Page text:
Points of Departure
Obama’s “offshore balancing” is a recipe for conflict.

Raising the flag in Kabul, 2010. (Staff Sgt. Joseph Swafford)


Matthew Continetti

The phrase “offshore balancing” did not appear in President Obama’s commencement address at West Point. It did not have to. Obama’s every word was informed by the idea that America should renounce nation-building, extended deployments, base construction, and other elements of hard power in favor of diplomacy, military-to-military partnerships, multilateral institution-building, and soft power in general. “Just because we have the best hammer,” the president said in a particularly insipid use of cliché, “does not mean that every problem is a nail.”

Not the administration, nor its supporters, nor its critics have been successful in defining precisely what the “Obama Doctrine” is. But offshore balancing seems to me to be as good a way as any to describe the president’s strategy. What does it mean? Because of America’s favorable geography — oceans to the east and west, friendly allies to the north and south — its powerful military, and its commercial nature, our country need not be overly assertive in the world. The biggest threat we face is not an authoritarian and revanchist Russia, not a rising Chinese collective dictatorship, not an Iran armed with nuclear weapons, not a transnational jihadist revival. “For the foreseeable future, the most direct threat to America at home and abroad remains terrorism.”


But even fighting terrorism does not require direct intervention or a global war against radical Islamic networks and their state supporters. “I believe we must shift our counterterrorism strategy — drawing on the successes and shortcomings of our experiences in Iraq and Afghanistan — to more effectively partner with countries where terrorist networks seek a foothold.” The Libyans, Somalis, and Nigerians have such great command of the situation, after all. And if things get out of hand, well, that is what Predator drones are for.

The most important consideration is that America remains in the background. “By eschewing costly onshore commitments and fruitless exercises in ‘regional transformation’ and nation-building,” Stephen M. Walt, co-author of The Israel Lobby and American Foreign Policy, wrote in the 2011 essay “Offshore Balancing: An Idea Whose Time Has Come,” the strategy “would husband the resources on which America’s long-term prosperity depends and help us rebuild a society that used to be inspire [sic] others and increasingly disappoints.” By leaning out, as it were, by abandoning Iraq and Afghanistan, by reducing our “footprint” overseas, by shrinking our ground forces and fleet strength in order to spend more money on entitlements, we will shape an America of which Barack Obama and Stephen Walt can be proud. Count me out.

Offshore balancing has been tried before. In a lengthy and gripping essay on the present search for normalcy, Robert Kagan observes the following:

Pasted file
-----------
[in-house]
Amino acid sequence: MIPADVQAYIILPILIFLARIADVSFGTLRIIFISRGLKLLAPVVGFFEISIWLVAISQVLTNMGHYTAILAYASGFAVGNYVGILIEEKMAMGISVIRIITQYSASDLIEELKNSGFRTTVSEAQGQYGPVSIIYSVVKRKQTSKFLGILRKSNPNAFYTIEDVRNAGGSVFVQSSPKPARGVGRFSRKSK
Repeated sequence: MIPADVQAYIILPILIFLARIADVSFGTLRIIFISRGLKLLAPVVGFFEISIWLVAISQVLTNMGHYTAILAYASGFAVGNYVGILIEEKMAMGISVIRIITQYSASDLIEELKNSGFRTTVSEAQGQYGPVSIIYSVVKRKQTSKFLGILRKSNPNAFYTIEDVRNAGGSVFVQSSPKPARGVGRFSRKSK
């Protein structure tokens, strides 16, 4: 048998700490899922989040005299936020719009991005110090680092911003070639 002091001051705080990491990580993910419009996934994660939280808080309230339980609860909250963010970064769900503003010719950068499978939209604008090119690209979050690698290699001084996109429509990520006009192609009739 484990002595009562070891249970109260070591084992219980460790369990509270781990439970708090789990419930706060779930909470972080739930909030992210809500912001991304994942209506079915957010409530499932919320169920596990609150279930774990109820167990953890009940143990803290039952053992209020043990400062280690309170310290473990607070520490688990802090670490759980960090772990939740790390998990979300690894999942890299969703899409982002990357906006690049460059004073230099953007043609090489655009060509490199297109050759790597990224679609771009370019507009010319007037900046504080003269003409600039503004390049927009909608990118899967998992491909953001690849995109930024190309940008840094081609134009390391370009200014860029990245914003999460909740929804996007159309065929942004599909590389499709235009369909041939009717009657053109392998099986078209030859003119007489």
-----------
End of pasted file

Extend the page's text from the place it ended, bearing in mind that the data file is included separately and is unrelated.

Although successful for two centuries in maintaining and managing its overseas empire, Britain failed to prevent the rise of German hegemony twice in the 20th century, leading to two devastating wars that ultimately undid British global power. Britain failed because it had tried to play the role of balancer in Europe from “offshore” Britons’ main concern was always defense of their far-flung empire, and they preferred to stay out of Europe if possible. Their inability or unwillingness to station troops on the continent in sufficient number, or at least reliably to guarantee that sufficient force would arrive quickly in an emergency, led would-be aggressors to calculate that decisive British military force would either not arrive on time or not arrive at all. 

The result was three major land wars in Europe — against Napoleon, against the Kaiser, against Hitler — along with a minor (though horribly bloody) war on the Crimean Peninsula. Offshore balancing did not, in the end, make Europe more peaceful, nor did it relieve the British of their global responsibilities to secure the seas and to prevent the rise of a despotic hegemon on the Continent. It was only after the conclusion of World War II, and the assumption of global supremacy by the United States of America, that a durable European peace came into view.

That peace was not secured by a strategy of offshore balancing. Rather than acting as an offshore balancer, the United States became an onshore hegemon, planting military forces throughout Western Europe and Japan, where they have remained for almost 70 years. And when the United States fought North Korea and China to a standstill in 1953, it dropped anchor in South Korea, basing tens of thousands of troops along the Demilitarized Zone for more than 60 years.


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